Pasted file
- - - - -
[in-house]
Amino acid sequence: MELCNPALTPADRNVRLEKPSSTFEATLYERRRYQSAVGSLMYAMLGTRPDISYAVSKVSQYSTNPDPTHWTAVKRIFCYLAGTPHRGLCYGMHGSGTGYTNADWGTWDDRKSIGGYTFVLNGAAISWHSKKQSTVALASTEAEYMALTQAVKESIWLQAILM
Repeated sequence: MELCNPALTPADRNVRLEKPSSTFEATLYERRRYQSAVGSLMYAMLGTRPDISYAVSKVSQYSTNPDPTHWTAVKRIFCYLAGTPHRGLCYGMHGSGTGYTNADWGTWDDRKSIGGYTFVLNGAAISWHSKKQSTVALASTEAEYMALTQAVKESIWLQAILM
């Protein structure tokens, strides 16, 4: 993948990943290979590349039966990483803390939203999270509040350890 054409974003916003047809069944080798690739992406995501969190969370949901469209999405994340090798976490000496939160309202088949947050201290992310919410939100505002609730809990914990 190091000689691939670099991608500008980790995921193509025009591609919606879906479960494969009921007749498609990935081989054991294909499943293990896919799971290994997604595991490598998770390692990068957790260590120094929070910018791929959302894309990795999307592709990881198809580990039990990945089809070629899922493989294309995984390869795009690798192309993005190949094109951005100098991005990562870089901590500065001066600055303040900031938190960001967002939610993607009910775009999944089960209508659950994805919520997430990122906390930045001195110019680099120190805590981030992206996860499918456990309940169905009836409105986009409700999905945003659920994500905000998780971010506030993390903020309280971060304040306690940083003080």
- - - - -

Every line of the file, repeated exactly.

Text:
[in-house]
Amino acid sequence: MELCNPALTPADRNVRLEKPSSTFEATLYERRRYQSAVGSLMYAMLGTRPDISYAVSKVSQYSTNPDPTHWTAVKRIFCYLAGTPHRGLCYGMHGSGTGYTNADWGTWDDRKSIGGYTFVLNGAAISWHSKKQSTVALASTEAEYMALTQAVKESIWLQAILM
Repeated sequence: MELCNPALTPADRNVRLEKPSSTFEATLYERRRYQSAVGSLMYAMLGTRPDISYAVSKVSQYSTNPDPTHWTAVKRIFCYLAGTPHRGLCYGMHGSGTGYTNADWGTWDDRKSIGGYTFVLNGAAISWHSKKQSTVALASTEAEYMALTQAVKESIWLQAILM
């Protein structure tokens, strides 16, 4: 993948990943290979590349039966990483803390939203999270509040350890 054409974003916003047809069944080798690739992406995501969190969370949901469209999405994340090798976490000496939160309202088949947050201290992310919410939100505002609730809990914990 190091000689691939670099991608500008980790995921193509025009591609919606879906479960494969009921007749498609990935081989054991294909499943293990896919799971290994997604595991490598998770390692990068957790260590120094929070910018791929959302894309990795999307592709990881198809580990039990990945089809070629899922493989294309995984390869795009690798192309993005190949094109951005100098991005990562870089901590500065001066600055303040900031938190960001967002939610993607009910775009999944089960209508659950994805919520997430990122906390930045001195110019680099120190805590981030992206996860499918456990309940169905009836409105986009409700999905945003659920994500905000998780971010506030993390903020309280971060304040306690940083003080």